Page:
BUT– When I left Guayaquil, I told myself that the Foreign Service life is one I I didn’t want to live alone. Some officers, stronger and more independent than I, have thrived going at it alone. But I accept my limitations– I am an introvert, I need some consistency from place to place, a force multiplier to help me with how difficult mundane life in a foreign country can be, and most importantly, I was tired of accumulating memories and adventures with no one to share them with. I came back to Washington to regroup; fell in love with a fellow FSO and got married in October.

We make a great team, but this life poses its own unique challenges. He has an onward assignment to a medium-sized garden spot of a post, where there is unlikely to be a job for me. Do I stay behind in Washington and finish the job I love? Do I go to a warzone and visit him during R&Rs? Or do I step back from my career for a tour, slow down and take the time I never had to pursue leisure activities and personal– not professional– growth? The answer was heartbreaking, but pretty simple. Long distance works for some people, but I don’t want to do it, especially for the first years of my marriage. I’m still aggressively pursuing creative options that may keep me employed– bidding above my grade, begging for overseas telework positions, etc. but I’ve run into mostly dead ends.

And so it appears with near certainty that I will take unpaid leave and follow him, and this summer I’ll fall back into the rhythm of FS life, but this time as a trailing spouse. It’s not a fun proposition for me; my work is a huge– admittedly disproportionate– part of my identity. Any bandwidth I can spare is spent obssesively updating a draft email to myself with a list of things that can occupy my time– join an archaeology dig, learn photography, learn to sew, run a marathon, become a Top 100 Amazon reviewer, finish (start) a wedding album, make a family cookbook. I harass my husband for updates– has the assignment cable gone out? do we have a housing assignment? which has only helped me understand how truly difficult it is for spouses, so much feels like it is out of their control and since you share a household with the only person who can get answers, you really can’t harass them that much if you still want to be on speaking terms come dinnertime.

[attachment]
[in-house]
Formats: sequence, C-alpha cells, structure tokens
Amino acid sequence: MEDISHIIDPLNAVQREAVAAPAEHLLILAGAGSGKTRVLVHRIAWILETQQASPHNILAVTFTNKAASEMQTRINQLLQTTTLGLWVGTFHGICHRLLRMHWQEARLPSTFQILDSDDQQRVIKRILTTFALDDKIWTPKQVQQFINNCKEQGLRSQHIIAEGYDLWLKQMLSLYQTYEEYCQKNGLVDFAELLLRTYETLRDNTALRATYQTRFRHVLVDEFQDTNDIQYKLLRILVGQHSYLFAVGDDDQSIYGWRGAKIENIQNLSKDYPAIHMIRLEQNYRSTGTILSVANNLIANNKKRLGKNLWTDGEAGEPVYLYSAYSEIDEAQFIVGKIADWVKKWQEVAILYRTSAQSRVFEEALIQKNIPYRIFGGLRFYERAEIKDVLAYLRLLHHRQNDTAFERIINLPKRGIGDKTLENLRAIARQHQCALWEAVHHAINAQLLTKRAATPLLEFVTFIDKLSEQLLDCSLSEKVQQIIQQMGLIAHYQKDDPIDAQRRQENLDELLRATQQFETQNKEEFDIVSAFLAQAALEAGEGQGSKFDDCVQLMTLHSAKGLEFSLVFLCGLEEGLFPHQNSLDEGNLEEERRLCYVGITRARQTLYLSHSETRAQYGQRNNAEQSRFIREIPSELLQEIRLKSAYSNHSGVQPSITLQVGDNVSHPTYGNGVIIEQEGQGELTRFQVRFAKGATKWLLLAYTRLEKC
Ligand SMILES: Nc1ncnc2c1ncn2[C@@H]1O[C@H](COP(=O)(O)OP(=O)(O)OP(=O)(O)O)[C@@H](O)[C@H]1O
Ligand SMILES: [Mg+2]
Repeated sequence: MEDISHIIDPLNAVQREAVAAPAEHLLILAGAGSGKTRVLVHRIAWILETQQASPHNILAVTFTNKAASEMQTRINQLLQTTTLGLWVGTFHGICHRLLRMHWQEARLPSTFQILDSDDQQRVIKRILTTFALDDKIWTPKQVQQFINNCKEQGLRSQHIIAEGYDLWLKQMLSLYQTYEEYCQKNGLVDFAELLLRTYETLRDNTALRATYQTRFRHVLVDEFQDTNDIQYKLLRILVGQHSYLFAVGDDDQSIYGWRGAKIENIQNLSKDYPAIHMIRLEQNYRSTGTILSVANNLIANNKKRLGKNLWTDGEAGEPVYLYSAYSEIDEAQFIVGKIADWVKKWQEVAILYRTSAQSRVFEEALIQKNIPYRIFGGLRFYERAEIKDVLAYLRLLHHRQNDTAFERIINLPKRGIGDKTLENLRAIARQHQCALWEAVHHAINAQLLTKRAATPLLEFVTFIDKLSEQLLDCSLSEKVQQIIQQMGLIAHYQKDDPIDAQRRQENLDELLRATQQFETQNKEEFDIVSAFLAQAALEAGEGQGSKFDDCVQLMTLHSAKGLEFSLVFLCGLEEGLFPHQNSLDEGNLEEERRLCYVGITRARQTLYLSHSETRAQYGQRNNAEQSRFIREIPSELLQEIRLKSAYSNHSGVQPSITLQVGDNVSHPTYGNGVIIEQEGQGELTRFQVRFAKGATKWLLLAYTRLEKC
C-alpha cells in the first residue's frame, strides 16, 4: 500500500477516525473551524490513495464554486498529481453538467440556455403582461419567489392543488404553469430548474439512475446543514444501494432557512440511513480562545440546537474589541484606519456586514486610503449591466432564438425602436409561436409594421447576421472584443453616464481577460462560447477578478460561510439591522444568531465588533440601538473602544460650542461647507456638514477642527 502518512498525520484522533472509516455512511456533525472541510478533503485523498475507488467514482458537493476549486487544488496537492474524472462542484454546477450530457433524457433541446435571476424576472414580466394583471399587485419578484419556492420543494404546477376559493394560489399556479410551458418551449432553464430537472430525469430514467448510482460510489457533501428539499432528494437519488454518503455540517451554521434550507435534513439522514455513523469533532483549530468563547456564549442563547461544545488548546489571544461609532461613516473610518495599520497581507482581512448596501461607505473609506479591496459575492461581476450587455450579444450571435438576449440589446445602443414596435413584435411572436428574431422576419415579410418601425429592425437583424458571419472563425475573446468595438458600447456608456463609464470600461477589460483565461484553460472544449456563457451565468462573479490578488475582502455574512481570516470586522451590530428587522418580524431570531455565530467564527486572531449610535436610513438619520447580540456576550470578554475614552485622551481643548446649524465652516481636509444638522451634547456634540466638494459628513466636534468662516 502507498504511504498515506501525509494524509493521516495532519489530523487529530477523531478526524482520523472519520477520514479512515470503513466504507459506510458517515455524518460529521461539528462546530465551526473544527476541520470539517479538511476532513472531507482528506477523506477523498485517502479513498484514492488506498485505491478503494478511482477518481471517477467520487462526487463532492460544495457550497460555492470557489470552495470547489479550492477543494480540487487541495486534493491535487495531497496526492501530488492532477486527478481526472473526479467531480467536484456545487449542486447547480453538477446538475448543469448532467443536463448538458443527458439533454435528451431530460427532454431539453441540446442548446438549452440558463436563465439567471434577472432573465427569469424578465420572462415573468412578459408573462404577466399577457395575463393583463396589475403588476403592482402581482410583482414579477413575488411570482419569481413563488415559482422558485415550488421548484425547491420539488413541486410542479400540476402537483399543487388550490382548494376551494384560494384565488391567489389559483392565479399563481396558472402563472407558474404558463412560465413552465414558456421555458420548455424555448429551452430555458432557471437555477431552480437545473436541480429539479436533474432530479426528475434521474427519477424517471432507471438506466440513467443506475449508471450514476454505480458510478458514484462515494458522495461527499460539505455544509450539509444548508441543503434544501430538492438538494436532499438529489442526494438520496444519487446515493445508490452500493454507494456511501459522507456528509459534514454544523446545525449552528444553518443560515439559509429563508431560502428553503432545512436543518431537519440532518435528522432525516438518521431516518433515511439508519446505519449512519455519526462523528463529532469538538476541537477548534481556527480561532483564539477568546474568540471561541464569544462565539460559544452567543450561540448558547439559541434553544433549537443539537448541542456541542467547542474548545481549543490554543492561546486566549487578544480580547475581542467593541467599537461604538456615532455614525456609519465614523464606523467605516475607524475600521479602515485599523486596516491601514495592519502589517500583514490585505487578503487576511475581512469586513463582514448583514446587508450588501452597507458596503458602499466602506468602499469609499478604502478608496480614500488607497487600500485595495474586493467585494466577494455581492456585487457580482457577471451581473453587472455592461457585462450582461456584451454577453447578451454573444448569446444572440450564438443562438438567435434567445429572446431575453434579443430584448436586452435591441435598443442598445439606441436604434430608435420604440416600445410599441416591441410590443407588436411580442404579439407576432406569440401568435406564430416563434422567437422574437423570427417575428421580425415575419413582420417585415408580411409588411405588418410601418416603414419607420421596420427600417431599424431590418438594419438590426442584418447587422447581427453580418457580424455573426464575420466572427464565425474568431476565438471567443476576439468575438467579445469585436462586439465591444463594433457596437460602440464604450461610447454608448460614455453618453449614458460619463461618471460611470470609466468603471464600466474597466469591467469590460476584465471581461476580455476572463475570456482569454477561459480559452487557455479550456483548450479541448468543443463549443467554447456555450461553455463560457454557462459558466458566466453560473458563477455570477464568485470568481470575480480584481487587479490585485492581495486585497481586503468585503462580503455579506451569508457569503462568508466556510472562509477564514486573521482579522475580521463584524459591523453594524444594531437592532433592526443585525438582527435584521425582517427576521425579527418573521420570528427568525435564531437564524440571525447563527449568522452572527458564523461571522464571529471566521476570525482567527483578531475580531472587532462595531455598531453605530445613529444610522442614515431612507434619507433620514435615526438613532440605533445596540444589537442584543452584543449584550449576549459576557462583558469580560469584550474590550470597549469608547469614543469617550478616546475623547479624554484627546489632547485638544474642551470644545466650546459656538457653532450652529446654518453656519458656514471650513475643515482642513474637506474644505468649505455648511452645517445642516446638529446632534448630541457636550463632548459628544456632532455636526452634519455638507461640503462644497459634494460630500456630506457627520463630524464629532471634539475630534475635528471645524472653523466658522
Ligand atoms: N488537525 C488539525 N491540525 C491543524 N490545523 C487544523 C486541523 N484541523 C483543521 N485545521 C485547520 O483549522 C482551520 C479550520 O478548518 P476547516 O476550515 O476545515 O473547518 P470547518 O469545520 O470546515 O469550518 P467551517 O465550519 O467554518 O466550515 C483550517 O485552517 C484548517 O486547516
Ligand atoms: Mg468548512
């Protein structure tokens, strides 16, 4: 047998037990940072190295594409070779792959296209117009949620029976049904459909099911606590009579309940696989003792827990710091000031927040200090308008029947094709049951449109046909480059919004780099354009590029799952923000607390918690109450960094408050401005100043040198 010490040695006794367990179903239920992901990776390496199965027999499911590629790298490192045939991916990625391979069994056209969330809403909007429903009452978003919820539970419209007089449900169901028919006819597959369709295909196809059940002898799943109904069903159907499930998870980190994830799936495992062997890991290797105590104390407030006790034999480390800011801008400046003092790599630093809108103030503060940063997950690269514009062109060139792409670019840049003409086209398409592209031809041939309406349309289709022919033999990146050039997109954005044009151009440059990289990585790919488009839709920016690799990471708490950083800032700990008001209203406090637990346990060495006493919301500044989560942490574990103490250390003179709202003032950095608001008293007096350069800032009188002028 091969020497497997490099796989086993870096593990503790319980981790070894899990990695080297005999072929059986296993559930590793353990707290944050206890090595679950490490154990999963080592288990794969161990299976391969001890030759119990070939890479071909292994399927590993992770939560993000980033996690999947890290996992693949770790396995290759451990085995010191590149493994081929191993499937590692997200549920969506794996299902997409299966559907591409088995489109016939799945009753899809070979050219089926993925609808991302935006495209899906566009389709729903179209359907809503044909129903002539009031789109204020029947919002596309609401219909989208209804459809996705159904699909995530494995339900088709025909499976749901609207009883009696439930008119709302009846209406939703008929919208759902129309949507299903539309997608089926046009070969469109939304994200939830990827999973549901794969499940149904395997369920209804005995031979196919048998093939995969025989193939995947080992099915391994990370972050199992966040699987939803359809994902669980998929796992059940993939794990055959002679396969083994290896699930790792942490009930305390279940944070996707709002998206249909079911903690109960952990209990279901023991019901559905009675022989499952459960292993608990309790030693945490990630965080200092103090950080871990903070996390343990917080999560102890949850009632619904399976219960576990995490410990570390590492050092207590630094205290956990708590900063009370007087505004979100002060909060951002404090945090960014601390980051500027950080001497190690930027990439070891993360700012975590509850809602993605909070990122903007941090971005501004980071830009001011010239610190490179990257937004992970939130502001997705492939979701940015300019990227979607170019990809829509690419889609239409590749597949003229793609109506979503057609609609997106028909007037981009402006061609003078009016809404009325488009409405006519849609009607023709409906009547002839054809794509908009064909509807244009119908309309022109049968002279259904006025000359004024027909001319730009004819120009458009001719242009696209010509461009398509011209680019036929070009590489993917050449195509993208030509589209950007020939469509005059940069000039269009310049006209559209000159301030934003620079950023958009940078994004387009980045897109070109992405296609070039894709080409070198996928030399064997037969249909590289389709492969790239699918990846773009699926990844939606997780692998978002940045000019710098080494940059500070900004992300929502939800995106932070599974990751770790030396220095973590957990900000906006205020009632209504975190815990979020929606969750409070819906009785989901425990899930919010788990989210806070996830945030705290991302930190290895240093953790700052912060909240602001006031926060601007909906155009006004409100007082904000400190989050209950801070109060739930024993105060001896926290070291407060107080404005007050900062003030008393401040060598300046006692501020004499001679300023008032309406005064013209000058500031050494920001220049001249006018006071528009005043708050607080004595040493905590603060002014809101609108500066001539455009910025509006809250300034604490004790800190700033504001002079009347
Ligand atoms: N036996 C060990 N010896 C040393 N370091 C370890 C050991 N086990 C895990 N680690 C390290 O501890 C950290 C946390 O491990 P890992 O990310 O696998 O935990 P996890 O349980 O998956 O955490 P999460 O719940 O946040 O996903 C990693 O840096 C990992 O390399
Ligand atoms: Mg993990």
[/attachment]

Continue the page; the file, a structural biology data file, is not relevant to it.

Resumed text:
And then, because I am a compulsive worrier, I wonder how I will re-enter the workforce in 2017, having lost two years’ of work experience (not to mention pension and TSP contributions, and other savings) compared to my A-100 cohort. Will I be able to lobby effectively for a job without access to the network, to contacts and information? Will my colleagues remember my work over the last few years, and be able to lobby effectively for me, or will I be lost in the glut of officers, fighting over the precious few overseas positions? Maybe the most challenging job for me will be not having one at all. It is frightening, exhilarating, and liberating. I suspect it will test me more than anything has to date. But at the end of the day, I couldn’t have picked a better partner to help me through it!

Tangier, Morocco

I was reading through some of my old posts, and I realized that I have an annoying habit of starting to blog about trips but never fully finishing. I did it with Peru, with the Galapagos, and with Morocco. So I figured I’d finish what I started– better late than never, non?

I think Tangier gets an unfairly bad rep; I found it quite pleasant– but perhaps that’s because we were there in March, when the touts weren’t so bad, the weather was great, and the city was largely empty of tourists.

We really only spent one day in Tangier proper, wandering the medina and looking for antique maps (we failed on the latter, in spite of our best efforts). It was a good launching point for trips to Cap Spartel (where the Atlantic meets the Mediterranean), Asilah, and Lixus.

A real highlight of Tangier for me was a trip to the American Legation. The Legation is the first foreign landmark to be added to the National Register of Historic Places. It was a functioning U.S. diplomatic installation for 140 years, and now serves as part cultural center, part museum– full of fun diplomatic artifacts!